|No increase in BML score||161 (73.2)||55 (50.5)||1 (referent)||1 (referent)|
|Increase of 1 in BML score||40 (18.2)||24 (22.0)||1.6 (0.9–3.0)||1.5 (0.8–3.1)|
|Increase of ≥2 in BML score||19 (8.6)||30 (27.5)||4.1 (2.1–8.1)||3.2 (1.5–6.8)¶|
Most of these findings were accounted for by an increase in BML score in knees that were already reported to have BMLs at baseline. Nevertheless, among the subset of knees with no BMLs in any compartment of the knee at baseline, new BMLs were more common in case knees (11 [32.4%] of 34 knees, 95% CI 17.3–49.4%) than in control knees (9 [10.8%] of 83 knees, 95% CI 4.2–17.5%).
In analyses focusing on the site of increase in BMLs, we found that increases in BML scores of ≥2 units occurred in all compartments of the knee more often among case knees than among control knees. There was no predilection for these increases to occur in any compartment.
We then examined whether the increase in BML score involved single large lesions or multiple small lesions. The results showed that more than one-half of the BML increases were a reflection of the development of single large lesions, in which the BML score would change from a score of 0 (absence of lesions) to scores of 2 or 3 or from a score of 1 to a score of 3.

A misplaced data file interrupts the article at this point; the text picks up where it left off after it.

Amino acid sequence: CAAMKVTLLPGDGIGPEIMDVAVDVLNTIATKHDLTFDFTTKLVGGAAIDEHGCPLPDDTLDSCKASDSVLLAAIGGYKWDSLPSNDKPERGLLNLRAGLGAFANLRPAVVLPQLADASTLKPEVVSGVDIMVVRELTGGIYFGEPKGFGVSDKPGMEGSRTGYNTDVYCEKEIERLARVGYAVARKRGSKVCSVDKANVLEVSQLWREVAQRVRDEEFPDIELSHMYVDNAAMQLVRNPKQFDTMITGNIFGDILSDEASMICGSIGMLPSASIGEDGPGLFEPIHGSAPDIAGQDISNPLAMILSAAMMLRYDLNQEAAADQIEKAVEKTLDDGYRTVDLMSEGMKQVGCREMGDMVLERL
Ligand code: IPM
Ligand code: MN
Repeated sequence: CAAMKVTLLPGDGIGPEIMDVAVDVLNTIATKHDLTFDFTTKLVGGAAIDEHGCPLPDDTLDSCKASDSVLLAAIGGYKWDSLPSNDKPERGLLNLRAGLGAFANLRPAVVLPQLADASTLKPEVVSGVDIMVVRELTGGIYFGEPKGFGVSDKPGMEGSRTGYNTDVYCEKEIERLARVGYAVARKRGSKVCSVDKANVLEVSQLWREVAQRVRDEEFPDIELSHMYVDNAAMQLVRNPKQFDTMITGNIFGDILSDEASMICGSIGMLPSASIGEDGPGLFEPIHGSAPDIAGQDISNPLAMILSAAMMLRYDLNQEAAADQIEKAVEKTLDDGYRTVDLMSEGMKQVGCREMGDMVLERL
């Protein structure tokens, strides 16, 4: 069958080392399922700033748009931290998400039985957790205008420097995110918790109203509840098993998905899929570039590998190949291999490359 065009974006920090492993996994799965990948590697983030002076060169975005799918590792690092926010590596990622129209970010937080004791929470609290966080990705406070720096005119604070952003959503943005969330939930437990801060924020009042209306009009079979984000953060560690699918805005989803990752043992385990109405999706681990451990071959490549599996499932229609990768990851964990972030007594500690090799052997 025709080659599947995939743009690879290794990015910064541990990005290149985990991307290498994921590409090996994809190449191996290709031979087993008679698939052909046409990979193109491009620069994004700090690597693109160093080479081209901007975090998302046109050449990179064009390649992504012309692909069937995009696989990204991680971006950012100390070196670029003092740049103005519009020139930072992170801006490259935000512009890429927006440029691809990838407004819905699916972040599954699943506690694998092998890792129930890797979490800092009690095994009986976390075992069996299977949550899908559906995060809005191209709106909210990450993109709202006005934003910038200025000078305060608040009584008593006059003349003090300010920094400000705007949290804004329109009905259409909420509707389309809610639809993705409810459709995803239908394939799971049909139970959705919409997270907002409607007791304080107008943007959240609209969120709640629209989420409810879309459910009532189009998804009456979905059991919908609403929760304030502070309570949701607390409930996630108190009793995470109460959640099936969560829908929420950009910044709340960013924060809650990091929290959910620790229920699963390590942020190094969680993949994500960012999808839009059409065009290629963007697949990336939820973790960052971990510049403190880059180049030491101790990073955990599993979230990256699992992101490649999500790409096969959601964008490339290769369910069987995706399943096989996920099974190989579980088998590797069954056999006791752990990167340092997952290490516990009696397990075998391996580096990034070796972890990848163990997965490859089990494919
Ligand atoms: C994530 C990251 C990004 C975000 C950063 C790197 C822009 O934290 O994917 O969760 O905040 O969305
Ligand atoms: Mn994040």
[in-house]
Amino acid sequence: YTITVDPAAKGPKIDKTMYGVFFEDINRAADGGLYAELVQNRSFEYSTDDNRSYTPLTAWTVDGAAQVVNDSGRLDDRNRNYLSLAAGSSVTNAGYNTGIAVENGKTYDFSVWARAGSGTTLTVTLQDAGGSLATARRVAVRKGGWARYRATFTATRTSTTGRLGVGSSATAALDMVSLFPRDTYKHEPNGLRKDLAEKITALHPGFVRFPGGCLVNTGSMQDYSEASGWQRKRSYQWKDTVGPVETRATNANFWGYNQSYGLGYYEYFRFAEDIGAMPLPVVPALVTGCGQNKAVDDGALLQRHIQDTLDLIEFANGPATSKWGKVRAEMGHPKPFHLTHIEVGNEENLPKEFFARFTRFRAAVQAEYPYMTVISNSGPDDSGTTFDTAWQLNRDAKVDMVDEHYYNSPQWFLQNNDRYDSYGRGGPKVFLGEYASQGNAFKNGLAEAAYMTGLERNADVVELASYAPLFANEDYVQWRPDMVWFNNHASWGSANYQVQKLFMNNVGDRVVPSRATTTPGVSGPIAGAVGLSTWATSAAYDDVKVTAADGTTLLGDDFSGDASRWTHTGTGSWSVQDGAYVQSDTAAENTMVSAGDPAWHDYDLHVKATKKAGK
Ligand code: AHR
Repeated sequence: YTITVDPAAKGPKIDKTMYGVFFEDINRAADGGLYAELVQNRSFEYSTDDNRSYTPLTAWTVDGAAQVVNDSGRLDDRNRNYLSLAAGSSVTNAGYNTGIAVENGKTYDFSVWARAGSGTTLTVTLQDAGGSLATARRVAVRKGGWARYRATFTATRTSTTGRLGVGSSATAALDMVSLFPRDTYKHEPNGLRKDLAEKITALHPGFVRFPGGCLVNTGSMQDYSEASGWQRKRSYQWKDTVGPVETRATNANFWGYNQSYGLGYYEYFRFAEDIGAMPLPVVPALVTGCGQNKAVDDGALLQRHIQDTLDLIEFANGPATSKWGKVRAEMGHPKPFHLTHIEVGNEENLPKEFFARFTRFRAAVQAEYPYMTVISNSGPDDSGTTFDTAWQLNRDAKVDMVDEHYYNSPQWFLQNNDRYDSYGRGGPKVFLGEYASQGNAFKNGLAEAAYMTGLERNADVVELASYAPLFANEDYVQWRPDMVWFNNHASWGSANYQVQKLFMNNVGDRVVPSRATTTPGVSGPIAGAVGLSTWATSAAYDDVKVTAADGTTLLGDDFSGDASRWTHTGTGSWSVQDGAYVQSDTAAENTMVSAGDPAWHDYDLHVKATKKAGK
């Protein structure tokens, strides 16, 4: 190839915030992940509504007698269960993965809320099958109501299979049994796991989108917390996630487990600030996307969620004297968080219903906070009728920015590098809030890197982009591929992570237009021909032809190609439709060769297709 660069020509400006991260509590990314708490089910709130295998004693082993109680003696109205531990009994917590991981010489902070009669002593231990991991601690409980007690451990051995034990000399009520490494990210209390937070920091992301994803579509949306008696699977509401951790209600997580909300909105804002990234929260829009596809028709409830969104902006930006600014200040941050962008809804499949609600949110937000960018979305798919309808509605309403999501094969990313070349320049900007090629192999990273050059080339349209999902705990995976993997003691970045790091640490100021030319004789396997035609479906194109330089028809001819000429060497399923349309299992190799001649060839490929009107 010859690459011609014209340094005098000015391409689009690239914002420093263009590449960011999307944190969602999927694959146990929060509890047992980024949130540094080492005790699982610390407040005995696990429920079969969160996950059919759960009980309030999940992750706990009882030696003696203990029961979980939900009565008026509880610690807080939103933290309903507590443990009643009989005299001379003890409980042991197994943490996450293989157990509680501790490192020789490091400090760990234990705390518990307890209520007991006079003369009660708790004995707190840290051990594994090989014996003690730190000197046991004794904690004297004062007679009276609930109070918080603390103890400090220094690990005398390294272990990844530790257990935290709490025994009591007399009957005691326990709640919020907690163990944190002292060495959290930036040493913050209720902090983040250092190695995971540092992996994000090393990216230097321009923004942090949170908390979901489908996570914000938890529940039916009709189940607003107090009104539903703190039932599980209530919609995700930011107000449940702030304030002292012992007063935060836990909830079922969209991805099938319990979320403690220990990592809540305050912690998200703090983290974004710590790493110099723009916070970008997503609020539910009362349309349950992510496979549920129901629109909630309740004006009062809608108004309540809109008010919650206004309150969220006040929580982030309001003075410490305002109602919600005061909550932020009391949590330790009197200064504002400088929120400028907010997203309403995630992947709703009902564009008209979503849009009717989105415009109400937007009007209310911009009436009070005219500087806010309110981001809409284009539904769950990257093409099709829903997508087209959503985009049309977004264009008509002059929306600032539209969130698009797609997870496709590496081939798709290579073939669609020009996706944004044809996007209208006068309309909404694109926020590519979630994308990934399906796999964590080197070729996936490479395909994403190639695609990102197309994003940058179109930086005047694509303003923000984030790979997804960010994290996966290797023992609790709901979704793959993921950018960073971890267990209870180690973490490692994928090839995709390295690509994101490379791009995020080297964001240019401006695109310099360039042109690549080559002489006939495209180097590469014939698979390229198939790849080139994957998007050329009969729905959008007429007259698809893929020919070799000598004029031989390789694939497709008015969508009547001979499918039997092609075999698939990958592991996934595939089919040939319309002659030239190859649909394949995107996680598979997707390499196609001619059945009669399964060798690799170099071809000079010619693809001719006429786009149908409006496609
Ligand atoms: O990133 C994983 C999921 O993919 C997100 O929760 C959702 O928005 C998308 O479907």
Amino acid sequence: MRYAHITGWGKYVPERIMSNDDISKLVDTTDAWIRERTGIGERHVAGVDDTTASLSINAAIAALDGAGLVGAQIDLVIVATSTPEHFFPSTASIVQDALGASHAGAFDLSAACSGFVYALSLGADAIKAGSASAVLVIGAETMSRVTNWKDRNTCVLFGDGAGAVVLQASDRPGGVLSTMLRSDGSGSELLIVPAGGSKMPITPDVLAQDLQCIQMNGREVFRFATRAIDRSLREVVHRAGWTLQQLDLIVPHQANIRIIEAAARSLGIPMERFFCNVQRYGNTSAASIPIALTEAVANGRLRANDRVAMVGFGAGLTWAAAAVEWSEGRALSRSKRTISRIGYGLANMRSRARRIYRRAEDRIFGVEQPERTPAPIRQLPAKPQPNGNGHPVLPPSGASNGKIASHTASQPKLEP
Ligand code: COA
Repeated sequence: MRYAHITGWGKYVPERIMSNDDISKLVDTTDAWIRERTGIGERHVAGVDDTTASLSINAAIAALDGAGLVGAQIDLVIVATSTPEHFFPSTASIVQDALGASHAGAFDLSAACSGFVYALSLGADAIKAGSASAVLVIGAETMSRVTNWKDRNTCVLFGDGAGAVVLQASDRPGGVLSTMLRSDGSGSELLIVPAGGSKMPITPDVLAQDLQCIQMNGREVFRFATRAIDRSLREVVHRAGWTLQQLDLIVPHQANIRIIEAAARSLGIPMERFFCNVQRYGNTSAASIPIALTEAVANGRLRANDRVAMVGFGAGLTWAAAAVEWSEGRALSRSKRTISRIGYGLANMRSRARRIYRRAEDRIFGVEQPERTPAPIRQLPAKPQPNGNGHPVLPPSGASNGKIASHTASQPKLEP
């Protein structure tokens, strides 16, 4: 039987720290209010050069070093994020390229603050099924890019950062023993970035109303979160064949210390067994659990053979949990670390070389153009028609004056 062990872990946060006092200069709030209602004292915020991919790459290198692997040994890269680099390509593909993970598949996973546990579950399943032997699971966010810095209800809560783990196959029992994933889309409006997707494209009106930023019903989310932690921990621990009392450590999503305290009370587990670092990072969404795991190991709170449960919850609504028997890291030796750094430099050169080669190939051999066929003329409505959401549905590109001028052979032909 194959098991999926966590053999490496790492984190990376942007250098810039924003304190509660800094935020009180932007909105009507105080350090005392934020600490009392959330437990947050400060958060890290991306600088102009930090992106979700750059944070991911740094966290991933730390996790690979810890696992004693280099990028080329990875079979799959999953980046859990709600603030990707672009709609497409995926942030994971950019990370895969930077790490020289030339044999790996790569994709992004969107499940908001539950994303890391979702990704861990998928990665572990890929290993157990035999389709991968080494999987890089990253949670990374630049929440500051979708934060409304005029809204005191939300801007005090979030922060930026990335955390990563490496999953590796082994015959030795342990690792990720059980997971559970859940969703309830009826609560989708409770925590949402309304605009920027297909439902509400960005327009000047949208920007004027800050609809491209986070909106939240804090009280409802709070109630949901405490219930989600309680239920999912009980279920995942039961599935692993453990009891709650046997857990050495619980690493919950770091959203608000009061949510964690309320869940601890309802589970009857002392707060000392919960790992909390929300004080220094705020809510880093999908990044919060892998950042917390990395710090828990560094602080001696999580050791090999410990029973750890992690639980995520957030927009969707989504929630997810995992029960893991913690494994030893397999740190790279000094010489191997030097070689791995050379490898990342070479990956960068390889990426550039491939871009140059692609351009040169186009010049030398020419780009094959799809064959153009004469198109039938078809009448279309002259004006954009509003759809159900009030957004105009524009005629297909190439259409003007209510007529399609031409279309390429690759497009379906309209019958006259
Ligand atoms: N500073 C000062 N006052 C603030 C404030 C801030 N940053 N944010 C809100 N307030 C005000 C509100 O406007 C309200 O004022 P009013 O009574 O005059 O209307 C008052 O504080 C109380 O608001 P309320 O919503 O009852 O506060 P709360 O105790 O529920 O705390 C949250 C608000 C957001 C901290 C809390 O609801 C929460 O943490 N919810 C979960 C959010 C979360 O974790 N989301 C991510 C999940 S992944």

In the present study, which we believe is the first to examine the relationship between BMLs on MRI and presence of new knee pain in subjects over time, we found that an increase in the size of BMLs in a knee compartment was associated with the development of knee pain. The relationship persisted after statistical adjustment for a large number of factors that have been linked to knee pain, including effusion score (20). Our observations provide strong evidence that BMLs are one source of pain in knees with or without radiographic OA.
Although our data suggest a consistent and moderately strong association of both the development of BMLs (new lesions) and enlargement of existing BMLs with the development of frequent knee pain, the findings do not identify BMLs as being the sole source of knee pain. For example, of those subjects in the incident knee pain group, only 49.1% had an increase in BML score, compared with 26.8% of control knees, suggesting that such an increase in BMLs is frequent and, in some knees, may not be associated with pain. Thus, although we provided additional evidence of the importance of BMLs as a likely source of knee pain, our results suggest that they are not the sole source, and many subjects may develop knee pain without any increase in BMLs in their knee and must therefore develop pain for other reasons. One of these reasons might be inflammation within the joint or enlargement of effusions.